Deals like this one suggest that rather than wait for interoperability, bringing together the data for a robust mobile PHR should be done by a third  party. Which party, what it will it cost to work with them and how the data collection would work are the least of the big problems that would have to be solved — but might be that or nothing for the foreseeable future.

$3 Billion Ambulatory EHR Market

Posted on September 2, 2010 I Written By

John Lynn is the Founder of the HealthcareScene.com blog network which currently consists of 10 blogs containing over 8000 articles with John having written over 4000 of the articles himself. These EMR and Healthcare IT related articles have been viewed over 16 million times. John also manages Healthcare IT Central and Healthcare IT Today, the leading career Health IT job board and blog. John is co-founder of InfluentialNetworks.com and Physia.com. John is highly involved in social media, and in addition to his blogs can also be found on Twitter: @techguy and @ehrandhit and LinkedIn.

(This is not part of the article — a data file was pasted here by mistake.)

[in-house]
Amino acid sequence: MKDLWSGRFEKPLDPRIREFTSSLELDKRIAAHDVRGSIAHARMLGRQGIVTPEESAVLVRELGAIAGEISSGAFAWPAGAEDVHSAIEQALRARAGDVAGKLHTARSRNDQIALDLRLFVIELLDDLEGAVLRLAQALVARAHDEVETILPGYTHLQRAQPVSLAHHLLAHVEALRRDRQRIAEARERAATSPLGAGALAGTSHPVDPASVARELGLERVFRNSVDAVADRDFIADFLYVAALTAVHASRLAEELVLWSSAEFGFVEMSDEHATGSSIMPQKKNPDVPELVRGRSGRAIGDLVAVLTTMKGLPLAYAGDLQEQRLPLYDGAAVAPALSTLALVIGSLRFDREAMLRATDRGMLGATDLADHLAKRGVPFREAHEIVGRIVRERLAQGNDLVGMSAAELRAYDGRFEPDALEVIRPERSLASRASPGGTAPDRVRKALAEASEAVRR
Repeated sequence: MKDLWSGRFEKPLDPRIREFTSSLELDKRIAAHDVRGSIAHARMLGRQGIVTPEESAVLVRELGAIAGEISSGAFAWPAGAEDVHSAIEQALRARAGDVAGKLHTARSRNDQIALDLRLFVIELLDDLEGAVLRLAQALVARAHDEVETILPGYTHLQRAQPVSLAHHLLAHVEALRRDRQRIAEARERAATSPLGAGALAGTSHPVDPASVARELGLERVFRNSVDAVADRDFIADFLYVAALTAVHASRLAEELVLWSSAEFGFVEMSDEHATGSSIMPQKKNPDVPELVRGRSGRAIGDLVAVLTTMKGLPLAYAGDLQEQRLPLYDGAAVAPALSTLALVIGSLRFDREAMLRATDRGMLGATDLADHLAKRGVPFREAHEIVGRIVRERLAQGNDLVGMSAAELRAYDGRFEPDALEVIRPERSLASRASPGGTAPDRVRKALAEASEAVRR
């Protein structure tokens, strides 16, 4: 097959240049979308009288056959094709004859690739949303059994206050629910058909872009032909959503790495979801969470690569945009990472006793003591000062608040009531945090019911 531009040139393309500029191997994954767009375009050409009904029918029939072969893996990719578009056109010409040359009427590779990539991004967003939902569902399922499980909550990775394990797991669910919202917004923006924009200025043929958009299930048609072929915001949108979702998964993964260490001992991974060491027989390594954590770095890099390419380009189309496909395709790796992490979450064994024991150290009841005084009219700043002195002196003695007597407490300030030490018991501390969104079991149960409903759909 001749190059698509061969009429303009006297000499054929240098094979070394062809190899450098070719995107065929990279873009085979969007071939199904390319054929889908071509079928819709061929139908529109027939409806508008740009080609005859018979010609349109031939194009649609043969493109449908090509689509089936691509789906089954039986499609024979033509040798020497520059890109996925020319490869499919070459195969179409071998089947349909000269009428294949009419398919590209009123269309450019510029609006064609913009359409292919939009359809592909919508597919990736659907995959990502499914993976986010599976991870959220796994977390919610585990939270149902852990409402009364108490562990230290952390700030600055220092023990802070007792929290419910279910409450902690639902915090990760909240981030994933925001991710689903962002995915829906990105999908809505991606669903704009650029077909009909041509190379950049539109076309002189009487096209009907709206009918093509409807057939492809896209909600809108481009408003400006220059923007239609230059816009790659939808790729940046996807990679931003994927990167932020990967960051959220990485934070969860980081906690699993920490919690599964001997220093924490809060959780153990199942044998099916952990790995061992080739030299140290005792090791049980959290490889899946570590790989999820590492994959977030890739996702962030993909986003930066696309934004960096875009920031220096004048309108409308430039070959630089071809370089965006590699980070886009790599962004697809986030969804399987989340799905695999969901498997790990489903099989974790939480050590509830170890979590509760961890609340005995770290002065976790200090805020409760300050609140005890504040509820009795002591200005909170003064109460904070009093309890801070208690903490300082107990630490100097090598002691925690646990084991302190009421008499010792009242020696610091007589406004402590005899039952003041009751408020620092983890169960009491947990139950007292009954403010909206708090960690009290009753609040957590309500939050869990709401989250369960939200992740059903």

This recent Frost and Sullivan study (requires registration to access) has been making the healthcare IT and EMR blog rounds lately. The parts of the study that are most interesting to consider is their estimated EHR market size.

A study by Frost & Sullivan predicts that revenue for the U.S. ambulatory electronic health record (EHR) market will double from $1.3 billion in 2009 to an estimated $2.6 billion in 2012. Further, by 2013, the market will reach its peak, posting revenue of $3 billion. However, by 2016 market saturation will have occurred and revenue is expected to fall to $1.4 billion.

That’s right. They estimate in 2013 the ambulatory EHR market will be $3 billion. Now compare that number with the $36 billion of EHR stimulus money that’s available (or whichever ARRA EMR stimulus projection you prefer). Are hospitals really going to take that much of the EHR stimulus money? Something just doesn’t feel right about these numbers.